pdf

New SEC Guidance Regarding the Suspension of Exchange Act Reporting

January 1, 0001

 

On March 15, 2010, the Division of Corporation Finance (the “Division”) of the Securities Exchange Commission (the “SEC”) issued guidance making it easier for an acquired issuer whose registered securities do not survive a merger to suspend its reporting obligations under the Securities Exchange Act of 1934 (the “Exchange Act”).

Specifically, in Staff Legal Bulletin No. 18 (CF) (“SLB 18”), the Division expressed its view regarding the circumstances under which certain issuers may rely upon Exchange Act Rule 12h-3 to suspend their reporting obligations under Exchange Act Section 15(d). To be eligible, the issuer must have an effective registration statement under the Securities Act of 1933 (the “Securities Act”) but:

  • not sell any securities under that registration statement; or
  • be acquired by another entity, with the issuer’s securities that are subject to Exchange Act Section 15(d) reporting obligations being either extinguished or assumed by the acquiring entity.
Previously, such an issuer was required to seek no-action relief from the Division to gain certainty that it could rely on Rule 12h-3 and file a certification of termination on Form 15 to suspend its Section 15(d) reporting obligations.

How Does the Section 15(d) Reporting Requirement Operate?

As SLB 18 states, “[w]hen an issuer’s registration statement under the Securities Act of 1933 becomes effective, Section 15(d) requires the issuer to file the reports required by Section 13(a) of the Exchange Act with respect to each class of securities covered by the registration statement.” Section 13(a) of the Exchange Act requires issuers to file annual, quarterly, and current reports with the SEC. This reporting obligation applies for each class of securities covered by the registration statement until it is suspended in any of the following three situations:
  • the class of securities subject to the Section 15(d) reporting obligation is registered under Section 12 of the Exchange Act;
  • on the first day of any fiscal year other than the fiscal year in which a Securities Act registration statement became effective, the issuer has fewer than 300 record holders of the class of securities offered under the Securities Act registration statement; or
  • the issuer meets the conditions of Rule 12h-3 at any time during the issuer’s fiscal year.

When May an Issuer Rely Upon Rule 12h-3 To Suspend Its Section 15(d) Reporting Obligations?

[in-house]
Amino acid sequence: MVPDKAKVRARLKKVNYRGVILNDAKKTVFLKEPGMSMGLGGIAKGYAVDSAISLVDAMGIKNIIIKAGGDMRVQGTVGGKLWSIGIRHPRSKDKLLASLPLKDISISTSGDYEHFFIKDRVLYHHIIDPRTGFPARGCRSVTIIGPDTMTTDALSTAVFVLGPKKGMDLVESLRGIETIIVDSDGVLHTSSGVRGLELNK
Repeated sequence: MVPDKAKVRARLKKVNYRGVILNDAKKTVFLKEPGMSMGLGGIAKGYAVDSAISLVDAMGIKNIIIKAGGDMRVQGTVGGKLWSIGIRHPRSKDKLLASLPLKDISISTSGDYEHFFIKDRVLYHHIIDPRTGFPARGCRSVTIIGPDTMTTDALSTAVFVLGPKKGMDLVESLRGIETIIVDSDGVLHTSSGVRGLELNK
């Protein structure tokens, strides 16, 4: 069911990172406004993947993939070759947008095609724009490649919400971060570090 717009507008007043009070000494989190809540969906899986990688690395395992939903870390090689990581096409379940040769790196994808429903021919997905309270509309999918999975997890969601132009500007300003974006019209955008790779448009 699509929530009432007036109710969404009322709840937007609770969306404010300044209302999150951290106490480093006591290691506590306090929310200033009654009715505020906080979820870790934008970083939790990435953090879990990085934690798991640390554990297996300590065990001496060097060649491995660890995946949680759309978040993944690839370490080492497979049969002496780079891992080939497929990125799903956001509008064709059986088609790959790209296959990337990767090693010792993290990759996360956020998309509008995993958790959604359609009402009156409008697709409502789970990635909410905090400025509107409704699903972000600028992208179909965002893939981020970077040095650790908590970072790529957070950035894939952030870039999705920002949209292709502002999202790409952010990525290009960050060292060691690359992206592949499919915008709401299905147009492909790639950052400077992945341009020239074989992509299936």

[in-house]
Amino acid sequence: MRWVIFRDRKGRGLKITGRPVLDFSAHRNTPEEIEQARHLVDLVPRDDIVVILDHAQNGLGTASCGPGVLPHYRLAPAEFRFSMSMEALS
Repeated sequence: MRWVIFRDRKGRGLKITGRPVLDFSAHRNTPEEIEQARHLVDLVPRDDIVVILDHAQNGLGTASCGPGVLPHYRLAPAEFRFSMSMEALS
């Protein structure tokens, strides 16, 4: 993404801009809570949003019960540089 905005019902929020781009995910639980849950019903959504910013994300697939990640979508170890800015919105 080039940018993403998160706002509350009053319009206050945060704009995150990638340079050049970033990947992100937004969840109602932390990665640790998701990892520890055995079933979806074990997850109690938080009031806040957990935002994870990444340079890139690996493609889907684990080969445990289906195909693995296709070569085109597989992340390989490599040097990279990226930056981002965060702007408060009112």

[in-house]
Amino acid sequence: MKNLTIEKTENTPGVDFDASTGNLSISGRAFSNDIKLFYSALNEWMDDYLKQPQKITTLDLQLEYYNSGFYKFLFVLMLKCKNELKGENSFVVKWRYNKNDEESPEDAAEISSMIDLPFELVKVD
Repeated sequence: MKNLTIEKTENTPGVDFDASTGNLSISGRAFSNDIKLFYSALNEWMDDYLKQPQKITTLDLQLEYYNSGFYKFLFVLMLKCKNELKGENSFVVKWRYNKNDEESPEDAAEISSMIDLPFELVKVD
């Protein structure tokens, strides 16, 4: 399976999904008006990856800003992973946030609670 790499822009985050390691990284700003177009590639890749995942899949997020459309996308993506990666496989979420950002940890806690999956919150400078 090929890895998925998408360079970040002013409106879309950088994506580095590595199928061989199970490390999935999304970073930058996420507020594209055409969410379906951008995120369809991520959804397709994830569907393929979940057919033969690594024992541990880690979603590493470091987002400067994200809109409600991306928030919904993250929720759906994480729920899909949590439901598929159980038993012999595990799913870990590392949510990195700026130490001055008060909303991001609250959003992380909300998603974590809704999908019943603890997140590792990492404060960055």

An issuer may suspend its filing obligations under Rule 12h-3 by filing a certification of termination on Form 15 if it meets the following requirements at the time it files the Form 15:
  • current in its Exchange Act reporting obligations;
  • no Securities Act registration statement relating to the registered class of securities has become effective in the fiscal year for which the issuer seeks to suspend its Section 15(d) reporting obligations; and
  • no Securities Act registration statement was required to be updated by Section 10(a)(3) of the Securities Act in the fiscal year for which the issuer seeks to suspend its Section 15(d) reporting obligations;[1] and
  • there are either:
    • fewer than 300 record holders of the registered class of securities (the “Recordholder Only Test”); or
    • fewer than 500 record holders and assets less than US$10 million on the last day of the issuer’s three most recent fiscal years (the “Recordholder and Asset Test”).[2]

When Does the Division Provide No-Action Relief Regarding the Rule 12h-3 Conditions?

Rule 12h-3 is intended to relieve issuers of their Section 15(d) reporting obligations when there is no longer a need for “a stream of current information about an issuer for the benefit of purchasers in the registered offering, and for the public.”[3] Consequently, many issuers request that the Division provide them comfort that they may file a Form 15 and cease their Section 15(d) reporting obligations when they no longer have public shareholders holding the registered class of securities — even though they do not meet the conditions of Rule 12h-3 because they had a registration statement that became effective or was required to be updated during the time period specified by Rule 12h-3. This situation typically arises either when an issuer:
  • has a Securities Act registration statement become effective but does not sell any securities pursuant to that registration statement; or
  • is acquired by another entity and the issuer’s securities that are subject to Section 15(d) reporting obligations are either extinguished or assumed by the acquiring entity.
In SLB 18, the Division noted that it receives numerous letters[4] seeking this relief and typically agrees with issuers that they may file certifications of termination on Form 15 in reliance on Rule 12h-3 in these situations.